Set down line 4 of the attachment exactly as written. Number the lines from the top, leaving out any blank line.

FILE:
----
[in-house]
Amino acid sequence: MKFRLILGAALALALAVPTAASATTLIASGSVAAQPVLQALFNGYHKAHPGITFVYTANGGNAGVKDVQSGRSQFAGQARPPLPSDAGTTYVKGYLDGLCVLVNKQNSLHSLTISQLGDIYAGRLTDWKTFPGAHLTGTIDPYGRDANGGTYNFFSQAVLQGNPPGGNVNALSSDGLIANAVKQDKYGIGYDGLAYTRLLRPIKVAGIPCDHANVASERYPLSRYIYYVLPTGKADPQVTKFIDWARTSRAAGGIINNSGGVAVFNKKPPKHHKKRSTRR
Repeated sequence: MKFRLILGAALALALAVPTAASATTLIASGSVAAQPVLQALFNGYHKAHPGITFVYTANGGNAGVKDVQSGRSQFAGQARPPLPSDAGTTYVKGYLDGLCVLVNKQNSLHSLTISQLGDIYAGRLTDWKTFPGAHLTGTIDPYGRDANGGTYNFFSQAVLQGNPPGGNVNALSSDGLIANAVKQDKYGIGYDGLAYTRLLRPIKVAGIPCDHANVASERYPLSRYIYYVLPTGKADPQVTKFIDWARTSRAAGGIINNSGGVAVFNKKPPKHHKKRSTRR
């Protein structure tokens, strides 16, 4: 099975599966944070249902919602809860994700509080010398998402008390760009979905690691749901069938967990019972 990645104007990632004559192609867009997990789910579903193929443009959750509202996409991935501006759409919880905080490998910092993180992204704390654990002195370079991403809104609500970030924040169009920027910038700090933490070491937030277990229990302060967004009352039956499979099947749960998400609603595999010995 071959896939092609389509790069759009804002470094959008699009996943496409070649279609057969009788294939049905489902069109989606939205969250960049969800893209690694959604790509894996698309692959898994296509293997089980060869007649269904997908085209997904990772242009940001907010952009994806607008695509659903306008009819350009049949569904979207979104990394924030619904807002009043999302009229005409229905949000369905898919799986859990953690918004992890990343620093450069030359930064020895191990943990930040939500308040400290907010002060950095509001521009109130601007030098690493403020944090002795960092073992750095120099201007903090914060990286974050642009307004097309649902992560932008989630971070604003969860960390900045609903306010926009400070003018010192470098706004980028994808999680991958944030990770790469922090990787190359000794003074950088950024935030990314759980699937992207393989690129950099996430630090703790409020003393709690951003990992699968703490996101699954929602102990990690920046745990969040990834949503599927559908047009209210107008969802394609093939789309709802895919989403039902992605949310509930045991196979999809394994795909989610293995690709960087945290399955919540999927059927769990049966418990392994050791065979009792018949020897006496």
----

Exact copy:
């Protein structure tokens, strides 16, 4: 099975599966944070249902919602809860994700509080010398998402008390760009979905690691749901069938967990019972 990645104007990632004559192609867009997990789910579903193929443009959750509202996409991935501006759409919880905080490998910092993180992204704390654990002195370079991403809104609500970030924040169009920027910038700090933490070491937030277990229990302060967004009352039956499979099947749960998400609603595999010995 071959896939092609389509790069759009804002470094959008699009996943496409070649279609057969009788294939049905489902069109989606939205969250960049969800893209690694959604790509894996698309692959898994296509293997089980060869007649269904997908085209997904990772242009940001907010952009994806607008695509659903306008009819350009049949569904979207979104990394924030619904807002009043999302009229005409229905949000369905898919799986859990953690918004992890990343620093450069030359930064020895191990943990930040939500308040400290907010002060950095509001521009109130601007030098690493403020944090002795960092073992750095120099201007903090914060990286974050642009307004097309649902992560932008989630971070604003969860960390900045609903306010926009400070003018010192470098706004980028994808999680991958944030990770790469922090990787190359000794003074950088950024935030990314759980699937992207393989690129950099996430630090703790409020003393709690951003990992699968703490996101699954929602102990990690920046745990969040990834949503599927559908047009209210107008969802394609093939789309709802895919989403039902992605949310509930045991196979999809394994795909989610293995690709960087945290399955919540999927059927769990049966418990392994050791065979009792018949020897006496």